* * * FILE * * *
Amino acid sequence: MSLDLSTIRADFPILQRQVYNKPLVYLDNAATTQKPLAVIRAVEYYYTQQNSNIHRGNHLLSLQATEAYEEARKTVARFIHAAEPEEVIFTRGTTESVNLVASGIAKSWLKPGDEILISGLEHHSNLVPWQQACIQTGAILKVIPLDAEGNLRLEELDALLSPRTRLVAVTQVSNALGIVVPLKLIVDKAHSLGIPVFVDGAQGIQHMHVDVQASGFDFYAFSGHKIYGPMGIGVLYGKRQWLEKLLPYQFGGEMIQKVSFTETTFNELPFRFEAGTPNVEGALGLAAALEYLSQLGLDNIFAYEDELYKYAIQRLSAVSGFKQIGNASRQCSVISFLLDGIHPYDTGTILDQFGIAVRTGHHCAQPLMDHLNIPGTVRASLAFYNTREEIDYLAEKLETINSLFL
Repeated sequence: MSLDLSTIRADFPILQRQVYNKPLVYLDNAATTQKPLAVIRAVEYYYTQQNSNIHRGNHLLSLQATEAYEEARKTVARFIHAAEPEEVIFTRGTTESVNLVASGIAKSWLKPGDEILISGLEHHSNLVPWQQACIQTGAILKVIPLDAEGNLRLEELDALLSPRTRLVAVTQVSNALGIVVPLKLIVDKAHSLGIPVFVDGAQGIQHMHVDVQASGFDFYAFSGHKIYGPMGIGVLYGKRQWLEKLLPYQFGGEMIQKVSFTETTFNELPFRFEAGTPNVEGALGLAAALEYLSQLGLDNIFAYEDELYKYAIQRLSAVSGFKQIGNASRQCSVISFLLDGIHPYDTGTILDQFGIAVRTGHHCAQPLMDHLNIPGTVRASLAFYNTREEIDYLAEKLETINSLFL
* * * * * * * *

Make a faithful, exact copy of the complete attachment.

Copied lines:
Amino acid sequence: MSLDLSTIRADFPILQRQVYNKPLVYLDNAATTQKPLAVIRAVEYYYTQQNSNIHRGNHLLSLQATEAYEEARKTVARFIHAAEPEEVIFTRGTTESVNLVASGIAKSWLKPGDEILISGLEHHSNLVPWQQACIQTGAILKVIPLDAEGNLRLEELDALLSPRTRLVAVTQVSNALGIVVPLKLIVDKAHSLGIPVFVDGAQGIQHMHVDVQASGFDFYAFSGHKIYGPMGIGVLYGKRQWLEKLLPYQFGGEMIQKVSFTETTFNELPFRFEAGTPNVEGALGLAAALEYLSQLGLDNIFAYEDELYKYAIQRLSAVSGFKQIGNASRQCSVISFLLDGIHPYDTGTILDQFGIAVRTGHHCAQPLMDHLNIPGTVRASLAFYNTREEIDYLAEKLETINSLFL
Repeated sequence: MSLDLSTIRADFPILQRQVYNKPLVYLDNAATTQKPLAVIRAVEYYYTQQNSNIHRGNHLLSLQATEAYEEARKTVARFIHAAEPEEVIFTRGTTESVNLVASGIAKSWLKPGDEILISGLEHHSNLVPWQQACIQTGAILKVIPLDAEGNLRLEELDALLSPRTRLVAVTQVSNALGIVVPLKLIVDKAHSLGIPVFVDGAQGIQHMHVDVQASGFDFYAFSGHKIYGPMGIGVLYGKRQWLEKLLPYQFGGEMIQKVSFTETTFNELPFRFEAGTPNVEGALGLAAALEYLSQLGLDNIFAYEDELYKYAIQRLSAVSGFKQIGNASRQCSVISFLLDGIHPYDTGTILDQFGIAVRTGHHCAQPLMDHLNIPGTVRASLAFYNTREEIDYLAEKLETINSLFL